I WAS NOT PLAYING MUSIC ANYMORE, I WAS PROGRAMMING MUSIC.

 The digital revolution has changed everything we do for the better! Huh...Maybe not. I eventually sold all of my recording equipment and instruments, except for my guitars. I still have many guitars. I don't often have a chance to play with other musicians, but when I play one of my guitar, it's not some kind of programming. My fingers do the playing and the feel comes from my soul. I hope that by now you see the correlation between my musical endeavors and my photographic endeavors.

Photography: I used to have a fully manual Pentax Spotmatic. I had to decide what the aperture was going to be, according to what I wanted to create. I had to measure light with a handheld light meter. Depending on what film I was using, I would set the shutter speed for action or long exposure. There was no anti-shake, no auto-everything.  Color films at ISO 400 ( back then is was called ASA) was about as fast you could get. Yet, I enjoyed every seconds I was out taking or should I say making pictures. I got good at it to the point I wouldn't wonder what the images were going to look like after processing, I knew ahead, by intuition and experience.There was no instant viewing and films came in cartridges of 12, 24 or 36 exposures.  I would get up at 5:00 A.M and go shoot wildlife in the natural morning golden light and fog. My heart would beat so fast when I knew I had taken a good shot. I couldn't waste any film, so I would meticulously chose my subjects and surroundings. I would come back home around mid-day and develop my color reversal film strips (transparencies, diapositives or slides, as called back then) with E-6 chemical and then, I would enlarge my best images using my Beseler enlarger,with the advanced Dichroic head.  I would make 8 x 10 enlargements with cibachrome paper and chemical for better color rendition. My best images were sold at Arts and Craft events and local stores. I lived in Alabama by that time.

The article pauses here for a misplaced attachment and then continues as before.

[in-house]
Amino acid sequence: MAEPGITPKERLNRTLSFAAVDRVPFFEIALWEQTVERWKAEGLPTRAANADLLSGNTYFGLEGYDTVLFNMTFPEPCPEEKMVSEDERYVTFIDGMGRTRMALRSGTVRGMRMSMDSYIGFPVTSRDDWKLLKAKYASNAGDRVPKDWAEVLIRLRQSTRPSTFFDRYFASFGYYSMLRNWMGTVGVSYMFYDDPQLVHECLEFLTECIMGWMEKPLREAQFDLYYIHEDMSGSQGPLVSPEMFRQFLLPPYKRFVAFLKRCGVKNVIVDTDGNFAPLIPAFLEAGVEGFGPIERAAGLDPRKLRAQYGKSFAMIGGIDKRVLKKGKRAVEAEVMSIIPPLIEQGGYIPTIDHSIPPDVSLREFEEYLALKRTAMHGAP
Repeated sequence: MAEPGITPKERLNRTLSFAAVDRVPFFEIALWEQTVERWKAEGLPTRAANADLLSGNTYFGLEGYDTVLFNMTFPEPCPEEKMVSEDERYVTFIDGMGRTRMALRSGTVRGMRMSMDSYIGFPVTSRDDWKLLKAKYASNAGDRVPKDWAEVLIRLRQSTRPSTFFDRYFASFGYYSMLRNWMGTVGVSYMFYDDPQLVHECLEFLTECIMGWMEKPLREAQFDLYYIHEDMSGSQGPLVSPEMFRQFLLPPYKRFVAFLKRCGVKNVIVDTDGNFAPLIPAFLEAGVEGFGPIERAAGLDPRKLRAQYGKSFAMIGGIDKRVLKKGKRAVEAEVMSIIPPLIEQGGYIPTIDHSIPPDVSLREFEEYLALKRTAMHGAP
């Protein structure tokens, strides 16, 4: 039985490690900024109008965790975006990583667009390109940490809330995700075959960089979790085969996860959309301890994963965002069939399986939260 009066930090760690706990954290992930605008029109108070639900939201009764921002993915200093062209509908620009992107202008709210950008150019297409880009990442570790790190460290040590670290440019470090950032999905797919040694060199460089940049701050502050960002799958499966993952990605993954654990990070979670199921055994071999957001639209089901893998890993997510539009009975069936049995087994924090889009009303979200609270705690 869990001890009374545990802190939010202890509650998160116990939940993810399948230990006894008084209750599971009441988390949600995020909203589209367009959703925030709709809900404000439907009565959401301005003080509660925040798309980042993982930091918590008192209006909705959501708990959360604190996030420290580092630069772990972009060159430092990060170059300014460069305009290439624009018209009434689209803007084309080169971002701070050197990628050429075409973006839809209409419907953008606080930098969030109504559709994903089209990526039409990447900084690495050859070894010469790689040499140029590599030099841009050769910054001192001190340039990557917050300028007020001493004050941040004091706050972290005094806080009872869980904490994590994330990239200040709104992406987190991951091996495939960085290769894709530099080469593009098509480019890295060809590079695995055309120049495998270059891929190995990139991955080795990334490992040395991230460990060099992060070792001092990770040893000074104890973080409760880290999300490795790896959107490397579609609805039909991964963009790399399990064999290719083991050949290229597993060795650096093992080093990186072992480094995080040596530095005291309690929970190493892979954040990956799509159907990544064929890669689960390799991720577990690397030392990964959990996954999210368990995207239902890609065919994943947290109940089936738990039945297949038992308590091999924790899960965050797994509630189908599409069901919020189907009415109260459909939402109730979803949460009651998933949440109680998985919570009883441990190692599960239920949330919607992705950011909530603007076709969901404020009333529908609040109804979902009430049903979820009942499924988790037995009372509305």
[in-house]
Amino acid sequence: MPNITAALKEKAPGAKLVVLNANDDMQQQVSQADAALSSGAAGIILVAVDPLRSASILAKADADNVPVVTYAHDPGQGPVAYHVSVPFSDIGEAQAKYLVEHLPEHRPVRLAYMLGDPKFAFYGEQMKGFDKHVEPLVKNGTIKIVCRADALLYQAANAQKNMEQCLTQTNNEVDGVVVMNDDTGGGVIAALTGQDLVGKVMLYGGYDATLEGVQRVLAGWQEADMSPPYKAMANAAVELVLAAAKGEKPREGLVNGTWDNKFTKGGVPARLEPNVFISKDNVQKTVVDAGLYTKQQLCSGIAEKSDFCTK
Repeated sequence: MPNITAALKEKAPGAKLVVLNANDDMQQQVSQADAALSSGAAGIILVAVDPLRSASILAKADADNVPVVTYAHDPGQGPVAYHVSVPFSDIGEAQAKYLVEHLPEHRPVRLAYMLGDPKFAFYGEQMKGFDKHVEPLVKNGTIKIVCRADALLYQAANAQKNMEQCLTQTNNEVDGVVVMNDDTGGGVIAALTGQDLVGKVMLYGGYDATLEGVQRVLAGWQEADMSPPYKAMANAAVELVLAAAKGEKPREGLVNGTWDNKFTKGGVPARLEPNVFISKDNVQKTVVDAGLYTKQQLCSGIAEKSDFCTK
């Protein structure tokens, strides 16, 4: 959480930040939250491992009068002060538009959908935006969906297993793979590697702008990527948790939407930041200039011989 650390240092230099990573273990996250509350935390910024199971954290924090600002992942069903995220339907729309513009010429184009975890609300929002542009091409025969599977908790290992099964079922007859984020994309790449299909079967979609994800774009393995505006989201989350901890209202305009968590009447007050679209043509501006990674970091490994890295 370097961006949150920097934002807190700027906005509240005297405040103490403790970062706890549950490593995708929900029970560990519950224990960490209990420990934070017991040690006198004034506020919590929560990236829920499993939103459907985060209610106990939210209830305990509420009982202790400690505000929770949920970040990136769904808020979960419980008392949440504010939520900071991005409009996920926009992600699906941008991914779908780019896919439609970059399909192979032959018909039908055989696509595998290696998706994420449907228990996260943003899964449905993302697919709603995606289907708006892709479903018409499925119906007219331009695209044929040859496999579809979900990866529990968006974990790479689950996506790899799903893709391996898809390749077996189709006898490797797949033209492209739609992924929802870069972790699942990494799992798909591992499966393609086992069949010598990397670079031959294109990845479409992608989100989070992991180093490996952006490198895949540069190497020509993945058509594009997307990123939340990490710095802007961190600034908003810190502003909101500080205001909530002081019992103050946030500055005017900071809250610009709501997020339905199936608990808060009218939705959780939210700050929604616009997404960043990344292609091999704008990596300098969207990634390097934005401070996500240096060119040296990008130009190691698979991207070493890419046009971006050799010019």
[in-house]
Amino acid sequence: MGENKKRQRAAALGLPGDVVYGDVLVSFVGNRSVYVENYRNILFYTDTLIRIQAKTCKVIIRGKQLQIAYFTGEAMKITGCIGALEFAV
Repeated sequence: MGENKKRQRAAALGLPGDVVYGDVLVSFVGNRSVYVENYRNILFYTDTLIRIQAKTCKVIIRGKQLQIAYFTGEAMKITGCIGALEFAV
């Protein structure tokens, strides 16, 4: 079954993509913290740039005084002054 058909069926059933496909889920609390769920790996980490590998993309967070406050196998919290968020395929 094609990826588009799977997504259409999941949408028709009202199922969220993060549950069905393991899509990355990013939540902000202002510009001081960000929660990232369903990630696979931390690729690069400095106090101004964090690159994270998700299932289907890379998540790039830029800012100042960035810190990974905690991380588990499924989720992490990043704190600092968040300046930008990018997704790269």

Back then, I was really making pictures. I was the master of my camera and images. I was composing every image carefully. I had  the craft of photography almost mastered.

Now...I think the Digital cameras are the masters, along with  Photoshop and all of the digital innovations.  We are the slaves. Yes, the quality of the images is so much superior. Yes, you can make enlargements "poster size" with exceptional clarity. Yes, yes and yes; everything is better...except creativity. Like with my MIDI recording studio, whereas I was programming music, with my DSLRs, I am programming images. We all are and we don't even realize it. When you look back at your images, are they of what you actually shot or are they of what you imagined the scene to be, after changing it with Photoshop? Do you print your images or do you save them on your hard-drive until your computer crashes? I agree that someone with talent and a photographic background or education, can utilize today's tools to further expand their creativity. The majority of the current generation of photographers  want a DSLR that is fully auto-everything and one that does the majority of thinking. They prefer exchanging or posting their images through the internet (at a low resolution) or sending images through their cell phones. It's all fine, but it's the camera that is creating and we  take the credit.

Go ahead, will you put your DSLR in full manual mode and go create images.

Thank you for reading,

Yvon Bourque